Another way to look at it is, because Steve’s Howard and Tony’s Howard were so different, if we had seen the murder from Steve’s point of view then we wouldn’t have gotten the same emotional reaction. You have to remember that Steve’s Howard is also Bucky’s Howard. So the reason that it took the whole movie to reconcile that that one guy the Winter Soldier killed was also Bucky’s war mate, Howard Stark, probably had a lot to do with the fact that Bucky also wouldn’t have recognized that Howard due to time and Hydra conditioning.
Had they not been aware that that was Howard, both Steve and Bucky would have only reacted to the fact that two more lives were unjustly taken because of Hydra. Whereas Tony – and the audience – is reacting to the fact that those were his parents.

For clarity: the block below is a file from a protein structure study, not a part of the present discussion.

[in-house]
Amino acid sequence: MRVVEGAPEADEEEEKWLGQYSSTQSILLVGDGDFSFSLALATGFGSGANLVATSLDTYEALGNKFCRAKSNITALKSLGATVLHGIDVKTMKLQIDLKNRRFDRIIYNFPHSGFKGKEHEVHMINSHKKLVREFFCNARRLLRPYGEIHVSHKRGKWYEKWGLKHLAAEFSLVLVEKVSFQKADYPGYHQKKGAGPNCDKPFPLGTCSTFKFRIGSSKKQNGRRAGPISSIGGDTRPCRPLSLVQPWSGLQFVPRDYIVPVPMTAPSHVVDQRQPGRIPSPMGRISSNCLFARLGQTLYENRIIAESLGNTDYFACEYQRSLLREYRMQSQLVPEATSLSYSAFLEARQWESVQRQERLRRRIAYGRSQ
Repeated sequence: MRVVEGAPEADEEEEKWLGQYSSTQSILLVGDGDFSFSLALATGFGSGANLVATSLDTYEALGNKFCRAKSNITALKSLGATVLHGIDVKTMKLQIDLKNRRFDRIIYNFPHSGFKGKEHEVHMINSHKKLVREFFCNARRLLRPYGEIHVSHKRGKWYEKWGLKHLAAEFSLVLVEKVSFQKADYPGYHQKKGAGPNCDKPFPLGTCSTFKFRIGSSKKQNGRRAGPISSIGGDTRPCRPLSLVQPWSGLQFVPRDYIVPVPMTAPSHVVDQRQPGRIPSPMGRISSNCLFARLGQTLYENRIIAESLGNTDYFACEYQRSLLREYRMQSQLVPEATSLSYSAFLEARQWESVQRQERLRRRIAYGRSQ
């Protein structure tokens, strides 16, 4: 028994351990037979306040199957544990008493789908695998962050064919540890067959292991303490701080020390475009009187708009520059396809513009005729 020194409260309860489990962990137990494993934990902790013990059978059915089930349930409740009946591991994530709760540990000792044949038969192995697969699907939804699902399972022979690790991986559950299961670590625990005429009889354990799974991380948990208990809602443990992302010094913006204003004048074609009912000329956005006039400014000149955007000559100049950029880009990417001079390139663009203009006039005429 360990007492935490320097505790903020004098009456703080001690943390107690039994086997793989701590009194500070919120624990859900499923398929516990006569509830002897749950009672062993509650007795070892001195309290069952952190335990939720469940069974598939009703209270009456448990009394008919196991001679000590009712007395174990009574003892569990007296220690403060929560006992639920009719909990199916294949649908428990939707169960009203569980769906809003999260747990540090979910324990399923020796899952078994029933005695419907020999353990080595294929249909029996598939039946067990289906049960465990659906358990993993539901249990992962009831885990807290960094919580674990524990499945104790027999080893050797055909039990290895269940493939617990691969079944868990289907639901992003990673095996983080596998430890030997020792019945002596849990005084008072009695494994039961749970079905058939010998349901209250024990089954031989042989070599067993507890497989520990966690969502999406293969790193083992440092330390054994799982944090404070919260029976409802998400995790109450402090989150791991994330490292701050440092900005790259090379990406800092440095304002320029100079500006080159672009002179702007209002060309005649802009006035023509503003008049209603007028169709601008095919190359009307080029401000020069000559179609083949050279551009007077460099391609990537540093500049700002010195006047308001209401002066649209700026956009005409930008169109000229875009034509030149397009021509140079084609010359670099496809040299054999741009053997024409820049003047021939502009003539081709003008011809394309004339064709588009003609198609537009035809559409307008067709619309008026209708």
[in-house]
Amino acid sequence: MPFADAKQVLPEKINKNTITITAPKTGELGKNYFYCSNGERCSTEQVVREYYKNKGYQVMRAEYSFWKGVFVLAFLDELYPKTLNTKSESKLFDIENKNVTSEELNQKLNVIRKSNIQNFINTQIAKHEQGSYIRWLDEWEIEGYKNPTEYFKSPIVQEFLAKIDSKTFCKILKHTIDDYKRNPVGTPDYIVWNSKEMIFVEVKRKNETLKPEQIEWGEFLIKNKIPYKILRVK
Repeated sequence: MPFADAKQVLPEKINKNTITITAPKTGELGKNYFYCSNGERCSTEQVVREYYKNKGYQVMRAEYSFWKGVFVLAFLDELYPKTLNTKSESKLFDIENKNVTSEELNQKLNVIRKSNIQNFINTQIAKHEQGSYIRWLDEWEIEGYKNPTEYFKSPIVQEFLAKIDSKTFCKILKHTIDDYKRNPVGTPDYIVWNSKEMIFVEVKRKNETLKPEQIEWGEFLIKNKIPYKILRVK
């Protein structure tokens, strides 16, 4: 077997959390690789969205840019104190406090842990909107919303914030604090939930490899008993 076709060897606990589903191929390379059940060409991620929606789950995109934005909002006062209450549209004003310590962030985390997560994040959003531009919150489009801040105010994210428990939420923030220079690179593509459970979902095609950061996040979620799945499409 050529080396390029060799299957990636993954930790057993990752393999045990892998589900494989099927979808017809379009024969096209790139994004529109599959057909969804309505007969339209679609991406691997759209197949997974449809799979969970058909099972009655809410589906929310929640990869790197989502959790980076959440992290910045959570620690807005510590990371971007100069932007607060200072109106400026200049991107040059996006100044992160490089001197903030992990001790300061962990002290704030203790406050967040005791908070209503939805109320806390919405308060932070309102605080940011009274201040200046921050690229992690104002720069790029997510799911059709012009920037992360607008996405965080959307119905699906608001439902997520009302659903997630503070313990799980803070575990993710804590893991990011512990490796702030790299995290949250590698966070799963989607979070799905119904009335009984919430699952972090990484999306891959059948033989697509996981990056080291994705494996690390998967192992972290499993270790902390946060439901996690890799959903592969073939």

When I first noticed the Howard discrepancy, I legitimately thought that Steve was living in an alternate dimension for two seconds. Cooper and Slattery’s Howards had some minute differences that were making them seem like different people. Like, Dominic Cooper’s Howard had immigrant parents, and not the rich kind. Before that, I don’t think that we’d ever had any reason to believe that the Starks weren’t old money.
Then I thought that It was just Steve’s depression. He was legitimately out of time, and all of his friends were dead. He couldn’t see them as old folks because he didn’t want to see them as old folks. Except, he was able to see Peggy as she was in her old age. He was able to recognize the change in Bucky, even as he marveled at their relatively youthful images. We end The Winter Soldier with Steve having a brighter outlook on life than he did at the start.